Respiratory therapists want union, too
For the second time this month, Carson-Tahoe Hospital administrators are facing a petition from employees seeking union representation.
Representatives from Operating Engineers Local Union Number 3 sent hospital administrators and the board of trustees Monday a request from respiratory therapists asking for a bargaining unit separate from the hospital’s employee association.
Hospital nurses are also seeking a separate representation from Local 3 as well, saying they want to raise the quality of care for patients, lower nurse stress and to operate more efficiently and safely.
There are about 25 respiratory therapists at Carson-Tahoe, and union representative Pete Ford reported that 21 signed a petition to unionize.
A respiratory therapist who asked not to be identified said therapists are looking to be able to adjust their workload.
“It’s an issue of staffing that we’re concerned about,” he said. “I hope it’s not perceived as a big fight or argument, that we’re dissatisfied with where we work. When people go to work they want to be able to reasonably do what’s expected of them. We can’t do that if we’re carrying a work load and a half.”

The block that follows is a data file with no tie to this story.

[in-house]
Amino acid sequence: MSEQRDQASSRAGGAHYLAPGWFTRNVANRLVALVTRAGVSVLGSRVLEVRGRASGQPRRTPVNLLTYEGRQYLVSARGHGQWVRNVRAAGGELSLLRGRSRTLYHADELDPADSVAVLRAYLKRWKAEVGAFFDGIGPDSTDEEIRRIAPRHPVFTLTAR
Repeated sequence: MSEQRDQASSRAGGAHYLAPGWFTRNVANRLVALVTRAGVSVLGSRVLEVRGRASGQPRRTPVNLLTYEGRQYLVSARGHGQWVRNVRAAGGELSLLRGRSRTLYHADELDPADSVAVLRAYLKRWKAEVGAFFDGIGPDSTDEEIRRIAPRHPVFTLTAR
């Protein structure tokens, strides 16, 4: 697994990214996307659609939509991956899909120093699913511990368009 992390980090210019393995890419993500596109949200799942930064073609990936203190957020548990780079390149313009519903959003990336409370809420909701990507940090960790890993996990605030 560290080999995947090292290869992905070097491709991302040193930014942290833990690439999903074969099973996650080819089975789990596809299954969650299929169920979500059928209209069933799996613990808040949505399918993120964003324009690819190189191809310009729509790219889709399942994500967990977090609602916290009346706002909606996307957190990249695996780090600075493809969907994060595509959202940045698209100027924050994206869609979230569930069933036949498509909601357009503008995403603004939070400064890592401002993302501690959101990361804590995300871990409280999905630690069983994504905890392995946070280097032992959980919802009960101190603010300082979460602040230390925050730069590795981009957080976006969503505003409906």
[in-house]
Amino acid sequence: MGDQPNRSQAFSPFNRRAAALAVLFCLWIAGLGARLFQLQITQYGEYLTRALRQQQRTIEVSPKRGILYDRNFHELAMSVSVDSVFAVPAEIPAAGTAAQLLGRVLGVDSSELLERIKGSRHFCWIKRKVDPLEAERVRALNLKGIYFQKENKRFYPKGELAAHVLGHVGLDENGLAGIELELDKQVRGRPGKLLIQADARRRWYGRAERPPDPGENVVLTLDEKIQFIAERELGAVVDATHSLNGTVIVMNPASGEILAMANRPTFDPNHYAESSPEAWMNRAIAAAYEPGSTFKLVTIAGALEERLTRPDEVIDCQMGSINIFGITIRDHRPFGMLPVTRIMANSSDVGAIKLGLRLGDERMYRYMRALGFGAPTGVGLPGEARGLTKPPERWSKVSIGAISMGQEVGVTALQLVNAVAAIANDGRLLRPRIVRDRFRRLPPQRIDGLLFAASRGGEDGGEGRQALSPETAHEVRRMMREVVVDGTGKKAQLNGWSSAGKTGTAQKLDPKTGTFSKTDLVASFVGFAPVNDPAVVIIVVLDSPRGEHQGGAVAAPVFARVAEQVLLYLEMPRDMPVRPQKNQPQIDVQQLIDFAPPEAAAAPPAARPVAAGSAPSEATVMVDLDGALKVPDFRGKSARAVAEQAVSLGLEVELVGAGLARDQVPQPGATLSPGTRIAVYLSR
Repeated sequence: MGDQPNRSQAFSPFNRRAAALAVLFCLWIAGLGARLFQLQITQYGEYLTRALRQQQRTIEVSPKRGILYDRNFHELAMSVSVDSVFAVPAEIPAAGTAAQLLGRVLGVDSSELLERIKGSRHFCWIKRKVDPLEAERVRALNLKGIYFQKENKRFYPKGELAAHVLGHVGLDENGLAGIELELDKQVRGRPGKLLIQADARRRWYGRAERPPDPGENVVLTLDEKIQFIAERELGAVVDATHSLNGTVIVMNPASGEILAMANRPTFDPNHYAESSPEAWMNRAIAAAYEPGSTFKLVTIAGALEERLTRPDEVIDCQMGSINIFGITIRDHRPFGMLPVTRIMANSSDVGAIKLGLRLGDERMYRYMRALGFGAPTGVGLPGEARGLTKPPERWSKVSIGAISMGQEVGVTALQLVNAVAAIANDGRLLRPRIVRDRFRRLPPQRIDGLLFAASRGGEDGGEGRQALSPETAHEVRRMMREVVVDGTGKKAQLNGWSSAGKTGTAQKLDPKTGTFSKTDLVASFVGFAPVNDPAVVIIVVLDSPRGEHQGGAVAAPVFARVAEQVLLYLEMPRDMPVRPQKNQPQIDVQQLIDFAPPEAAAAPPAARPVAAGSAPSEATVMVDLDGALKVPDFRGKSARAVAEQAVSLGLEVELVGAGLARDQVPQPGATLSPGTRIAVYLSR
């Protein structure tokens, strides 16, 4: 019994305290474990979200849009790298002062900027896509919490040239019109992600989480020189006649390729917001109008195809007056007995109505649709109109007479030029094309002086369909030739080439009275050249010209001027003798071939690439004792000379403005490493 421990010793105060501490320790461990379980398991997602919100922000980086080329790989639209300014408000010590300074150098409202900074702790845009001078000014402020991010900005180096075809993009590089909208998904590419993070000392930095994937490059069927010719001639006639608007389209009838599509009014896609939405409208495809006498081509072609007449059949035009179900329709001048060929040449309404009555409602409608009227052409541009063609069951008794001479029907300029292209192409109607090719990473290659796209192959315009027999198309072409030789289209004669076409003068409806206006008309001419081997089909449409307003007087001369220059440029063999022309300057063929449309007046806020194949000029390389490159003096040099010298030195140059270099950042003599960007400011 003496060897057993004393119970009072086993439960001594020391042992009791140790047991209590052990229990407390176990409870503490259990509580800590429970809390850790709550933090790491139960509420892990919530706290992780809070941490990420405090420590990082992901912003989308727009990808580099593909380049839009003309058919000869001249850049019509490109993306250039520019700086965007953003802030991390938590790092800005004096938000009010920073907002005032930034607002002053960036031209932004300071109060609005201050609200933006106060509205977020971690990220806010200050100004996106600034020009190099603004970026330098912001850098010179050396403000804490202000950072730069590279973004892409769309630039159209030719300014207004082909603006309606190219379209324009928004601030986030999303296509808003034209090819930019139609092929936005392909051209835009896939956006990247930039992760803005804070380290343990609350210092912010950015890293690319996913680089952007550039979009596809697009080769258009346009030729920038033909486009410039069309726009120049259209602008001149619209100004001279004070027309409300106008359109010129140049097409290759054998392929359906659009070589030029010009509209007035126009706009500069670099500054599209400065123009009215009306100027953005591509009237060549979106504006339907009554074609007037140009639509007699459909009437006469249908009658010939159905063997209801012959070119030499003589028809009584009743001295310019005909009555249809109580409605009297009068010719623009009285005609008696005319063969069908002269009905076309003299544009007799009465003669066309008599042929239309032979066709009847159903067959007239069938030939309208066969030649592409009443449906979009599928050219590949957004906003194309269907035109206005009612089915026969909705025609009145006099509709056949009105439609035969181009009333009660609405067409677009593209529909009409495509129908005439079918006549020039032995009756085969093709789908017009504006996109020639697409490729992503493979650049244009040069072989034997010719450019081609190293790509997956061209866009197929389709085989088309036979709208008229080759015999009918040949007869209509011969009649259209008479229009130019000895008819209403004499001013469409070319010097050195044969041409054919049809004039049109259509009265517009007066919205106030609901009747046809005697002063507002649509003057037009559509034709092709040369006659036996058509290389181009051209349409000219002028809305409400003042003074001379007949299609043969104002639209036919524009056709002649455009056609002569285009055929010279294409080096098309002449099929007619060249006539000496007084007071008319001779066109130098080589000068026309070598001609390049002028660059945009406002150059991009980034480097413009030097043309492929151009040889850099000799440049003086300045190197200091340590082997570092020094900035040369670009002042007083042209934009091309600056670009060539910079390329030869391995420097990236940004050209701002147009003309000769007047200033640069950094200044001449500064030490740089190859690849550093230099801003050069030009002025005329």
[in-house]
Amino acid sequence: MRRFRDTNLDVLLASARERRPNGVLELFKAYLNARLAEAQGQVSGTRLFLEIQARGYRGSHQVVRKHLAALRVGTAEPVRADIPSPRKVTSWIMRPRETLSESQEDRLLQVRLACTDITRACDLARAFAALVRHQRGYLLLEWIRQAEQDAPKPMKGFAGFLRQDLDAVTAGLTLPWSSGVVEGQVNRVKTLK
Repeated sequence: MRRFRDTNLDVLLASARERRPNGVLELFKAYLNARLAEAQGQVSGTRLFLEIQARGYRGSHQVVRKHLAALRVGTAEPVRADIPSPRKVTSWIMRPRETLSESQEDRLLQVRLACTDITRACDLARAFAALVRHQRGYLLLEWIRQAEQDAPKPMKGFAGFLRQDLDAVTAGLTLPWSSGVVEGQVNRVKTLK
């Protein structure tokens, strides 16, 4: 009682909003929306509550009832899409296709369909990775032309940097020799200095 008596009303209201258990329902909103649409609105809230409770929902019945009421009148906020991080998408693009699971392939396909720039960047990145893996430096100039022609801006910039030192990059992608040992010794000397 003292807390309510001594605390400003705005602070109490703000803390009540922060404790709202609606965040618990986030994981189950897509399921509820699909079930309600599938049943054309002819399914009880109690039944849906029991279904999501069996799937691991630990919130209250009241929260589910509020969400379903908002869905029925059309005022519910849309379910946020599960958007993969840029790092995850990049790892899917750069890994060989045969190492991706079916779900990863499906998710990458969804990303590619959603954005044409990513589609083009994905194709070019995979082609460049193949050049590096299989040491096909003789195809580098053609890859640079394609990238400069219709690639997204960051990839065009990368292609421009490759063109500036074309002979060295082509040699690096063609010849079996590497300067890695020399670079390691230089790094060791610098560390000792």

He said respiratory therapists are responsible for life support systems, asthma programs and pneumonia and emphysema cases among other duties and see between 10 and 15 patients three to five times a day.
The patient load is not bad, he said, unless the workload goes up. The hospital won’t pay for a therapist to be placed on call, so the respiratory therapists have to cover, he said.
“We want to be able to adjust for the bad times, but there is no system to take care of the situation,” he said.
Union spokesman Steve Moler said the union was told that respiratory therapists want some recognition.
“They feel they’re not recognized for their skill level and education they have,” Moler said. “They’re feeling like management treats them like they’re helpers. It’s a fairness issue.
“They have many of the same issues the nurses have – too many patients, work overloads. They just don’t feel their association can address their particular needs. They’ll get better representation from a union versus an association, and they’ll get a unit by itself which can accomplish more.”
Hospital Chief Executive Officer Steve Smith said he doesn’t see the recent employee attempts at unionization as a sign of dissatisfaction.
“We have a contract with the association,” Smith said. “If the employees choose someone else, it’s their choice. Until that changes, I can’t make too many comments.”
“We’ll just have to let the dust settle and see what happens,” Trustee Pete Livermore said.